Your next employee benefit
By STAFF: David Kirkpatrick, Michael Rogers, Patricia Sellers, H. John Steinbreder, and Daniel P. Wiener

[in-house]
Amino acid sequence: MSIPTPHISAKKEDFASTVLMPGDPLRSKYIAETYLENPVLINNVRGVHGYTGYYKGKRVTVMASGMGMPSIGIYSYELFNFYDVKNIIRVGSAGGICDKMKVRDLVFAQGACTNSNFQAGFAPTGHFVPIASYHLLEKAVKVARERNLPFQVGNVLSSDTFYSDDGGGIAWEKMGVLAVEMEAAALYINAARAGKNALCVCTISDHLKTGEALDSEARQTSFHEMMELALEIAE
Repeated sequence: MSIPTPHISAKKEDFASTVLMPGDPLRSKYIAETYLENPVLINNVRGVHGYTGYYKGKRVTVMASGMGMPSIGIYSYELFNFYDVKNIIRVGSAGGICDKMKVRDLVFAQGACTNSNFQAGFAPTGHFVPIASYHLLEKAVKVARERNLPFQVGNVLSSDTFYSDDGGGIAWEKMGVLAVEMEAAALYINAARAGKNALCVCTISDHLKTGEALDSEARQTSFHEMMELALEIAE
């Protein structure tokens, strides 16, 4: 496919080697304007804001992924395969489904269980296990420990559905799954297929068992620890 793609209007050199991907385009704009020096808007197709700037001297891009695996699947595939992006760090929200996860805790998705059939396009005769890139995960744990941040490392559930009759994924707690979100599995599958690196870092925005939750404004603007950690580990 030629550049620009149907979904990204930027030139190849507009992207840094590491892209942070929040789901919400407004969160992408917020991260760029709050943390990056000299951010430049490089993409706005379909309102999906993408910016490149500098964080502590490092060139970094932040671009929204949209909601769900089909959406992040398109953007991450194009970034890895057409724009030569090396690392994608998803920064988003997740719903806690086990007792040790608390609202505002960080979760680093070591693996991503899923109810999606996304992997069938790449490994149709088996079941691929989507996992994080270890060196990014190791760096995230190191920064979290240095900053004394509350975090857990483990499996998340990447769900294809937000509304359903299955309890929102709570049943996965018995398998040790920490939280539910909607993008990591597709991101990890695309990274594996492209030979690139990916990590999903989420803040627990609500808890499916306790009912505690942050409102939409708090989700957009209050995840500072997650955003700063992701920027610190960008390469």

(FORTUNE Magazine) – ''Did Uncle Ned turn off the stove?'' ''Has the doctor seen my mother yet?'' Such questions preoccupy an increasing number of American workers, affecting productivity. So elder care could soon replace child care as the hottest employee benefit. According to a survey by researchers at the University of Bridgeport's Center for the Study of Aging, 25% to 30% of workers over 40 who responded are providing some care for an elderly person. A study sponsored by the U.S. Department of Health and Human Services showed that nationwide about 12% of women and 5% of men who care for elderly parents could not handle the burden on top of their jobs. They quit. Surveys by the New York Business Group on Health, a research organization, indicate that when employees care for the elderly the costs to employers range from excessive use of telephones to chronic absenteeism. Champion International, Pitney Bowes, PepsiCo, and others are responding with employee education. PepsiCo publishes a handbook and operates a hot line on elder care. Other companies -- People's Bank of Connecticut, for example -- grant flexible hours to employees, such as Lana Gerwien, below, so they can care for elderly relatives. Broader benefits are on the way. The Travelers insurance company recently introduced what may be the first insurance program for employees caring for the elderly. The group policy covers a wide range of costs, including nursing home fees. Several corporations are considering the program, but none has yet signed up.